These remarks came at the John Jay Conference. “I still have the impression that when one of them asked about the Communist Party, the other one seemed a little bit put off,” Anastaplo said in 1997. “But then, there it was on the table, and he was stuck with it. He was put off a little bit. But he had a failure of nerve. He was a good guy, but he did nothing sensible.” “Anastaplo: Are You a Member.”
 The other case was Konigsberg v. State Bar of California, 366 U.S. 36 (1961). Anastaplo had argued his own case two days earlier, December 14.
 Norman Dorsen, John Marshall Harlan, Civil Liberties, and the Warren Court, 36 New York Law School Law Review 81, 100 (1991). Black and Harlan were at loggerheads throughout the case. Anastaplo’s troubles, Black said while delivering his dissent from the bench, came because he “made the mistake of saying he believed fully in the Declaration of Independence.” Harlan, who had already announced the Court’s opinion, then offered a rare rebuttal to Black. The Illinois Supreme Court opinion, he stated, made it “clear” that Anastaplo was “denied admission not because he believes in the Declaration of Independence but because he refused to answer questions about his Communist Party membership.” Washington Post, 4/25/1961.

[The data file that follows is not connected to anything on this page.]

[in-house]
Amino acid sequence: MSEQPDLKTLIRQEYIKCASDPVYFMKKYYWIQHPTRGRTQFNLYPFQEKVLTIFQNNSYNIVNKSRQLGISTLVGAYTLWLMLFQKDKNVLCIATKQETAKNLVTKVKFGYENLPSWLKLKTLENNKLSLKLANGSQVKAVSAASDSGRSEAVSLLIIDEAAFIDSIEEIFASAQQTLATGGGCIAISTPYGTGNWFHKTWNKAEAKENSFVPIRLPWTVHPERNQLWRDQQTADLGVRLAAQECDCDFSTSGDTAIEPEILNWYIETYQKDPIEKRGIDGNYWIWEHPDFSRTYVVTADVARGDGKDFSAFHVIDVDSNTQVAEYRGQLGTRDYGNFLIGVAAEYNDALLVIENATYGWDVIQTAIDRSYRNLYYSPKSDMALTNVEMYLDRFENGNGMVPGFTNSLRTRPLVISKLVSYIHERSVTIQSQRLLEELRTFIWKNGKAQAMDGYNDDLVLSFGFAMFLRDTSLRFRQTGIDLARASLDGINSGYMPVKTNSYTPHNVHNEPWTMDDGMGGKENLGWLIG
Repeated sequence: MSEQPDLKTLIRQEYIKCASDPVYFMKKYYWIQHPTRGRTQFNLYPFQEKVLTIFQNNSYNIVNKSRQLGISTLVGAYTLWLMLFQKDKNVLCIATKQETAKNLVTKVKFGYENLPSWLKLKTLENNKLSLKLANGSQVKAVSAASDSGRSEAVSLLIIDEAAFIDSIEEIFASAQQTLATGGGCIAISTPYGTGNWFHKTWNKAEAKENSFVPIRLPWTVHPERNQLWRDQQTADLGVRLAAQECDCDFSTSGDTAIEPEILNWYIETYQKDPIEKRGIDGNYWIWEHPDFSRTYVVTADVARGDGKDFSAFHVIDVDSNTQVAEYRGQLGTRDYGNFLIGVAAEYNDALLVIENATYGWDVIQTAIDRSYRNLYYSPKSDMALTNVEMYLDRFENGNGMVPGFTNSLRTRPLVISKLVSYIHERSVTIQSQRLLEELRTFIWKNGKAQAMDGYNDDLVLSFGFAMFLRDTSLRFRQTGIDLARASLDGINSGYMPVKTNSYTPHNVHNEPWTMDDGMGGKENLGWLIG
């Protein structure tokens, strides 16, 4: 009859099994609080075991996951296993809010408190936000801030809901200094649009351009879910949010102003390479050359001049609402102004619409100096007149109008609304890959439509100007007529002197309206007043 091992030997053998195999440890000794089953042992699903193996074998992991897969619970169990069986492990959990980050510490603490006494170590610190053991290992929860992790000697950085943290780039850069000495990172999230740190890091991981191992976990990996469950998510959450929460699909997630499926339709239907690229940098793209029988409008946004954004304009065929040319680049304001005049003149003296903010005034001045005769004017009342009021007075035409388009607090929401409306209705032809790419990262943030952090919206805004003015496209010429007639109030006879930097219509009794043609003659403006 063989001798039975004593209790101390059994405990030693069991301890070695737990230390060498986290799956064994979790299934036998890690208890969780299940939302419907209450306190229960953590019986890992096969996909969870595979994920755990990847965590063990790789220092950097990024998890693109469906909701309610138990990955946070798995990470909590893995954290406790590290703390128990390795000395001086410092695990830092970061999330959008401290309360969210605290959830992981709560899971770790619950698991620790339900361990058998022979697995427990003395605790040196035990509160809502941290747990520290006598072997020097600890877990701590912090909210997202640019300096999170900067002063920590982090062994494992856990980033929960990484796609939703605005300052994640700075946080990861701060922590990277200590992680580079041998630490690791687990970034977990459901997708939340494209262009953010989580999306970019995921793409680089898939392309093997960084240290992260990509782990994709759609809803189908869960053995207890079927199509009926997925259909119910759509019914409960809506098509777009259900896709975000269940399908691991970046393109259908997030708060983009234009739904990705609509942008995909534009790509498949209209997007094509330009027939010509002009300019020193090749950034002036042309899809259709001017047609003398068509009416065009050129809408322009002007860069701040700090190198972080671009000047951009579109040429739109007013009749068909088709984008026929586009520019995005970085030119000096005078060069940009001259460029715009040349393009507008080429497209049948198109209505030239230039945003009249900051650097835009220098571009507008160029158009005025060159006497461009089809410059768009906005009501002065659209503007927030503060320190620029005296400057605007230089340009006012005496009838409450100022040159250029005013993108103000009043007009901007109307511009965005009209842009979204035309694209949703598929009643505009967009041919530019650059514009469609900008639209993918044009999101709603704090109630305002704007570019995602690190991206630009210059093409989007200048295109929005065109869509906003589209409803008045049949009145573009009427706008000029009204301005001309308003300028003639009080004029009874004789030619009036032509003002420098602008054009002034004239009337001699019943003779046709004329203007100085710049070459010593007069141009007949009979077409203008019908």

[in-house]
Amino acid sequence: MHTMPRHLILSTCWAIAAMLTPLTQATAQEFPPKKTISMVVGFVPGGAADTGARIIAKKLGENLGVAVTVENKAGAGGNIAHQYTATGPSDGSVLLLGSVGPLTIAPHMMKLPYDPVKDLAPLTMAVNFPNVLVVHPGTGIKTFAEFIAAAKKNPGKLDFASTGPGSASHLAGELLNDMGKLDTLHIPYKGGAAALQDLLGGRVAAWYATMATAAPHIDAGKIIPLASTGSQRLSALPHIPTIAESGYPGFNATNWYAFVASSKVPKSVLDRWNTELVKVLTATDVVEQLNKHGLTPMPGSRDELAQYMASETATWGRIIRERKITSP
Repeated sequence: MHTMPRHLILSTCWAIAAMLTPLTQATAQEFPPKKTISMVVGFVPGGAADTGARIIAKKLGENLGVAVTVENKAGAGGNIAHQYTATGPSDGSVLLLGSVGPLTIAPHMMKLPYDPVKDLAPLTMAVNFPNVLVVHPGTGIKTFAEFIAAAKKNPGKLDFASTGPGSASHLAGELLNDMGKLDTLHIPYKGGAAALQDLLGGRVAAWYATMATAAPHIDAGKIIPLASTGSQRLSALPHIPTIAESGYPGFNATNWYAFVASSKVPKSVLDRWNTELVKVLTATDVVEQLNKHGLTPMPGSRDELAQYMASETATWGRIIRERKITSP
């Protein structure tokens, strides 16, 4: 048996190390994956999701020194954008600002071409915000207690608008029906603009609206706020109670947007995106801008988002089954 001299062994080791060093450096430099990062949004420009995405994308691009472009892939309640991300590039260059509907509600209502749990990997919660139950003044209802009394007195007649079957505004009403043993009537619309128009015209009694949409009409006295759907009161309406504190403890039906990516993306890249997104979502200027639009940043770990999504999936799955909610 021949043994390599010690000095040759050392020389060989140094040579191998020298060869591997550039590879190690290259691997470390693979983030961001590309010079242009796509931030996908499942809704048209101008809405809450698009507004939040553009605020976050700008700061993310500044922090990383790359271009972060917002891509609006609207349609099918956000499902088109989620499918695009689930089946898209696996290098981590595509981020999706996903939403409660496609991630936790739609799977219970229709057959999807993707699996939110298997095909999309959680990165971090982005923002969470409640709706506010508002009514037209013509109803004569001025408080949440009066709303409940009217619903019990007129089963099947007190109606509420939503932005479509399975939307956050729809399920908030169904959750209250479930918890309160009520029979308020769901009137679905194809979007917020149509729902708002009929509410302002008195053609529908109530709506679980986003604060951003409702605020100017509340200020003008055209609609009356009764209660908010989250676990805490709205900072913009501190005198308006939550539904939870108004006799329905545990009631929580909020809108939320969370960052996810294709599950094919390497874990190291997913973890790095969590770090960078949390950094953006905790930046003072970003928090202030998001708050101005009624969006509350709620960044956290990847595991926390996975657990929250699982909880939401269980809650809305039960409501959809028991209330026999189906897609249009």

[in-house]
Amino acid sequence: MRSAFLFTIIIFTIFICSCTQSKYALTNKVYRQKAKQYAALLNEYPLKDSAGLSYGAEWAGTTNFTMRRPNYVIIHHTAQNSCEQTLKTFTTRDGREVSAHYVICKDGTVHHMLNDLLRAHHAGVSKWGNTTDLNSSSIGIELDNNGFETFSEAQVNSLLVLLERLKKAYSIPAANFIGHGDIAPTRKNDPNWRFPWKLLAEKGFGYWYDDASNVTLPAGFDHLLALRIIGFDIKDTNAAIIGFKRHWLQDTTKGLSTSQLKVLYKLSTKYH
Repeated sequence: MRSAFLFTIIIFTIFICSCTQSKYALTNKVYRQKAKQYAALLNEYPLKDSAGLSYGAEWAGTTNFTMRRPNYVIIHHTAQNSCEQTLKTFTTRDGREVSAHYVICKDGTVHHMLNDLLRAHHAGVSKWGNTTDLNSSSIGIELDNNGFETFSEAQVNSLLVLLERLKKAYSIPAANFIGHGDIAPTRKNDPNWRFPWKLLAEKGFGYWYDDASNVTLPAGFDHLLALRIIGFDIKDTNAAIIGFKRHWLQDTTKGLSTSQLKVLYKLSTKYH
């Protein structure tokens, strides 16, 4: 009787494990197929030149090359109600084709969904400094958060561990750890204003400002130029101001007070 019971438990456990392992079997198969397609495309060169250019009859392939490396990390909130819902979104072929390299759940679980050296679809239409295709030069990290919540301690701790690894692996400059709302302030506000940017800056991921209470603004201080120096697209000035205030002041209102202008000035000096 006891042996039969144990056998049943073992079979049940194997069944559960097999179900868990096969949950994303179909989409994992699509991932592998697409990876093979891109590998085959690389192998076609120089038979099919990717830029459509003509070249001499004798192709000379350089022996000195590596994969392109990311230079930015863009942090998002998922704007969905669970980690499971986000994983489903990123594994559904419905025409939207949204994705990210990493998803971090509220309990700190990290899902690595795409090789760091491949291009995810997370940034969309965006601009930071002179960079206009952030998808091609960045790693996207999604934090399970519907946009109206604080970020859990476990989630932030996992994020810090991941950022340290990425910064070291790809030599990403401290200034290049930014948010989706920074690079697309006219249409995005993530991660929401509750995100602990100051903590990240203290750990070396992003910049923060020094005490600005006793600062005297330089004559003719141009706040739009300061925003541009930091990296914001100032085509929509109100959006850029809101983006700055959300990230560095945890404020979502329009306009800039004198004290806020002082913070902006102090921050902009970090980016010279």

Lawrence Wallace int. (wrong). Black’s papers in the case include the following:
Barring Suspects from Jobs.
“When thwarted in their plans against the leaders the terrorists turned upon the weak and lowly demanding the discharge of Jeffersonian artisans employed in the manufacture of war material. Out with them! ‘It is a notorious fact’ that a number of artisans … are of politics destructive of the Constitution.” [Claude] Bowers, Jefferson & Hamilton , p. 384; citing Gazette of the United States, April 15, 1789.